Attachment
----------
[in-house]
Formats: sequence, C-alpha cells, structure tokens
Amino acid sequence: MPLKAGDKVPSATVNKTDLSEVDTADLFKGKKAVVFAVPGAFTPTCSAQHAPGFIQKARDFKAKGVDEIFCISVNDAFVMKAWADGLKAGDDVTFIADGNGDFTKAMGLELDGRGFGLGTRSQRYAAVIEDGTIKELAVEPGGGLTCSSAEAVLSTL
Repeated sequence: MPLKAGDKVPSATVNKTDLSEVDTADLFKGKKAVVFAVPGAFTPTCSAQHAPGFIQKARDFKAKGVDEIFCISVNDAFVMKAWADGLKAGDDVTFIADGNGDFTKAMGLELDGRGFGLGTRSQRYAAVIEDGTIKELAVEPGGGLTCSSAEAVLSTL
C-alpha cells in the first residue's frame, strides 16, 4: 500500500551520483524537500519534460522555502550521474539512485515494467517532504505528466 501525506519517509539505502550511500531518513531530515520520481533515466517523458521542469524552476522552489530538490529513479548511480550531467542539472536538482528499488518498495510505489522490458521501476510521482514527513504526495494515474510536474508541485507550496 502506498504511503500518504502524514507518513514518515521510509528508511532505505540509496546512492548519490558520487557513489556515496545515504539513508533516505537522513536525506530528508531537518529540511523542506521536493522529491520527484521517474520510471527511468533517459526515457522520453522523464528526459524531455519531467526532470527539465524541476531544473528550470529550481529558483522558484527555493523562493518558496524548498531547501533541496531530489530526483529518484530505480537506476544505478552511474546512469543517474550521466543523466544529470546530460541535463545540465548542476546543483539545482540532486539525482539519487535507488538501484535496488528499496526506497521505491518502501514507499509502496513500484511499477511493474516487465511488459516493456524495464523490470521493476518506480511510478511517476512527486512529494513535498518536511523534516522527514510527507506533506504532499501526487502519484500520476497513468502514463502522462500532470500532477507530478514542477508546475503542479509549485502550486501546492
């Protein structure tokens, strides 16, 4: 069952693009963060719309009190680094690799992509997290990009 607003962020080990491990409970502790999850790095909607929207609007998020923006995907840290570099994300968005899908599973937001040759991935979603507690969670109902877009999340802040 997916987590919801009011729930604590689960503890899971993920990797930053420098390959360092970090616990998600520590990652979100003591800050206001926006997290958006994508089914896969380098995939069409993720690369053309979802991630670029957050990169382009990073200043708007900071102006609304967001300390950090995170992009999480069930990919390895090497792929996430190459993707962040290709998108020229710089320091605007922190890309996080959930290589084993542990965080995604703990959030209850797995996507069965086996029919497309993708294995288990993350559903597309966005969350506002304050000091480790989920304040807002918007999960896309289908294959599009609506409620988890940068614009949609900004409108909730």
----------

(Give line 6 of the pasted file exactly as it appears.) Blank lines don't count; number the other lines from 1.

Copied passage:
């Protein structure tokens, strides 16, 4: 069952693009963060719309009190680094690799992509997290990009 607003962020080990491990409970502790999850790095909607929207609007998020923006995907840290570099994300968005899908599973937001040759991935979603507690969670109902877009999340802040 997916987590919801009011729930604590689960503890899971993920990797930053420098390959360092970090616990998600520590990652979100003591800050206001926006997290958006994508089914896969380098995939069409993720690369053309979802991630670029957050990169382009990073200043708007900071102006609304967001300390950090995170992009999480069930990919390895090497792929996430190459993707962040290709998108020229710089320091605007922190890309996080959930290589084993542990965080995604703990959030209850797995996507069965086996029919497309993708294995288990993350559903597309966005969350506002304050000091480790989920304040807002918007999960896309289908294959599009609506409620988890940068614009949609900004409108909730």